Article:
Her hope, and then her curse
Domestic violence affects tens of thousands of Chicago-area families each year. One woman's story provides rare insight into what we all need to know about the problem.
Illustration (Sarah Abarbanel)
—Kimberly Garnett, in a college essay
It must have looked like Kimberly Garnett's dream had just walked into the Club D'Elegance in Dolton.
Sitting at a maroon cocktail table amid the club's mirrored walls, Garnett glanced at Robert Thompson and his buddy. Those were two fine-looking men, their heads stylishly clean-shaven. She and her best friend, Antoinette Williams, giggled at gale force.
Tall, dark, handsome—check, check and check.
Looks were exchanged, then flirty words. Before long, Garnett and Williams were sitting with Thompson and his friend.
In the parking lot after karaoke wound down, Garnett said she was tired. Thompson hoisted her up for a piggyback ride as she chortled.
Garnett had met her next boyfriend, and her fate.
She did not know that Thompson would someday force her to end her friendship with Williams. Or that he would beat her so severely that her employer would photograph her face for evidence. Or that the moment would come when Thompson would order the children into their bedroom, shut the door and unleash on her a shattering storm.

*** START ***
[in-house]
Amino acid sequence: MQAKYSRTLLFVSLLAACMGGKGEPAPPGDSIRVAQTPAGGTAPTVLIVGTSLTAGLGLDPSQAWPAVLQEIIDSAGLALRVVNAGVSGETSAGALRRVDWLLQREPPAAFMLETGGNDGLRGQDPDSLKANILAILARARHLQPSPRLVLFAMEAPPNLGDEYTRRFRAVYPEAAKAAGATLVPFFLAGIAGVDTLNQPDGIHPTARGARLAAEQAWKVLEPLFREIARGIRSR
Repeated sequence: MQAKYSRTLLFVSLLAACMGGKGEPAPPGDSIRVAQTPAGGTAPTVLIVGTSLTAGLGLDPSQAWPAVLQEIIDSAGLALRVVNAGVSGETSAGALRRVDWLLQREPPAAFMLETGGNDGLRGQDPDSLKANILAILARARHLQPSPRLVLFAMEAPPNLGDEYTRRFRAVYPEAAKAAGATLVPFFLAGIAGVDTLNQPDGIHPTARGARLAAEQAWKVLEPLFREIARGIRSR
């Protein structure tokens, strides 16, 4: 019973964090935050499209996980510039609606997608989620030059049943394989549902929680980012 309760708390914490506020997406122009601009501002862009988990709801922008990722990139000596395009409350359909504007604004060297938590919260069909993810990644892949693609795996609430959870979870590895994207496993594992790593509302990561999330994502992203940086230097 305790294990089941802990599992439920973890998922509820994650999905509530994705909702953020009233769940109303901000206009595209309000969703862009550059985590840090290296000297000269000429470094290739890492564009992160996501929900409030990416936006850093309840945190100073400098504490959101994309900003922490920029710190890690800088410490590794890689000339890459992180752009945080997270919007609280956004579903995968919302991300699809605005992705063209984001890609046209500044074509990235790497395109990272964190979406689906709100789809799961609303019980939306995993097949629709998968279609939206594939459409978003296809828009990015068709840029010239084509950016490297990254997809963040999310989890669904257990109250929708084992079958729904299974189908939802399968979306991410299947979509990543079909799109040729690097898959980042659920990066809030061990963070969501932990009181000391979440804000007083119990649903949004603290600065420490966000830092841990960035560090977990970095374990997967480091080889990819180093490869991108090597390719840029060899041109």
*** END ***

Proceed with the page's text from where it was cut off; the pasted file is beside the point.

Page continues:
That night at Club D'Elegance, there was no foreboding for Garnett, only spark and ignition.
But unknown and unseen, a timer had been set. It was ticking.
Garnett was a single mother, but she didn't really approve.
"Where has the Black family gone?" she wrote in an essay for a class at Robert Morris College. "The Black family used to be cherished, adored. It was almost sacred. If you had it you were stupid if you let it go. Now it's almost impossible to find.
" . . . I wish I had the conversation with my mother growing up that it's not OK to have children & not be married; it's not OK to raise a family on your own."
Garnett had been brought up in a single-parent family herself. Mildred Garnett, a machine operator at the Nabisco plant on the South Side for 37 years, raised three daughters on her own after her separation and divorce from their father. All three of her children built successful professional lives.
Even so, Kimberly Garnett wanted to be married and raise her children in a family with a mother and a father, united in love and reveling in simple family pleasures.
Could Robert Thompson be that partner? Or was she projecting her dreams onto the wrong man?
Within months of that first meeting in 2000, she placed her bet. Garnett, 26, and her two young sons moved into Thompson's home on the South Side.
Antoinette Williams, who lived nearby, visited often. She had met Garnett at Ada S. McKinley Community Services, where Garnett was a secretary and Williams an adoption specialist. The two had become fast friends who enjoyed walking and shopping together.